Congruence of Cranial and Genetic Estimates of Old World Primate Phylogeny


Inferring the phylogenetic relationships amongst fossil hominins is necessarily based on morphological data. Attempts to reconstruct fossil hominin phylogeny have yielded inconsistent and inconclusive results. Old world primates – apes and old world monkeys – provide key referents for understanding the phylogenetic signal in cranial data. Application of phylogenetic methods to cranial data from primate taxa has failed to uncover the known molecular genetic relationships of these major primate groups, suggesting that hominin phylogeny based on morphological data cannot be estimated with complete accuracy. Propositions regarding the potential efficacy of individual cranial regions have been empirically tested in both apes and old world monkeys. No clear criteria have been uncovered to predict the potential efficacy of cranial regions. However, recent studies have suggested that the taxonomic scale of the analysis and the allometric scaling relationships amongst taxa may both play key roles in determining the phylogenetic efficacy of cranial data.

Key Concepts:

  • Palaeoanthropologists rely on fossilised cranial remains to infer evolutionary history of hominins.

  • Extant primates form necessary inference models for understanding human evolution.

  • Attempts to reconstruct hominin phylogenies have generated inconsistent results.

  • Some cranial traits are likely to be more reliable for reconstructing phylogeny than others.

  • Masticatory traits have higher within‐taxon variance than nonmasticatory traits, but do not have lower phylogenetic efficacy.

  • Basicranial traits may have higher phylogenetic efficacy in some primate groups.

  • No clear rules exist for deciding which cranial traits have the greatest potential to uncover hominin relationships.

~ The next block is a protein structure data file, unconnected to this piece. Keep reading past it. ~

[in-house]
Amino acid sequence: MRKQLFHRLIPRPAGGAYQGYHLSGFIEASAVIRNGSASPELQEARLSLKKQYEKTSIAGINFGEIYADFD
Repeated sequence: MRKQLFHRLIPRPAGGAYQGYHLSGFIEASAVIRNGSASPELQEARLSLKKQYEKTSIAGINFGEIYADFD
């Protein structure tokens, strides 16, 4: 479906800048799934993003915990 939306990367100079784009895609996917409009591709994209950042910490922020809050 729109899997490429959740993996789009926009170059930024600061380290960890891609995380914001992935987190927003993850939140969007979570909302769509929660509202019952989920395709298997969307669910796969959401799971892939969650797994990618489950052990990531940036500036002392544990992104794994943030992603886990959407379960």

• Allometric scaling relationships among taxa affect the inference of phylogenetic relatedness.

  • Taxonomic scale at which cranial–genetic congruence analyses are conducted may also be important.

Keywords: Human evolution; hominoids; cercopithecoids; phylogenetic bracketing; phylogenetics; homoplasy; cladistics; phenetics; taxonomic level; allometry

Figure 1.

An estimate of hominin taxon phylogeny based on the study by Wood and Collard . The tree generated is based on their bootstrap analysis of the cranial character dataset published by Strait et al. and Stringer . The cladogram contains many polytomies, which are unresolved branching relationships. Thus, on the basis of these data it is not possible to resolve the relationship between the australopithecines (Australopithecus and Paranthropus) and fossil specimens assigned to the genus Homo. Adapted from Wood and Collard . © The American Association for the Advancement of Science.

Figure 2.

Neighbour‐joining (Saitou and Nei, ) phenograms based on genetic distance (a) and overall craniometric distance (b) for a mixed‐sex sample of hominoid taxa (Von Cramon‐Taubadel and Smith, ). The overall congruence of these two datasets was found to be high (r‐value=0.749, p=0.001) using a Mantel test. Visual inspection of the two phenograms, however, illustrates that this congruence is primarily driven by the correct configuration of taxa (species and subspecies) below the genus level in all cases, despite the fact that relationships between genera are incorrectly inferred on the basis of the cranial data. Trees redrawn based on Figure 5 (Von Cramon‐Taubadel and Smith, ). © Elsevier.



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How to Cite close
von Cramon‐Taubadel, Noreen(Sep 2013) Congruence of Cranial and Genetic Estimates of Old World Primate Phylogeny. In: eLS. John Wiley & Sons Ltd, Chichester. [doi: 10.1002/9780470015902.a0024959]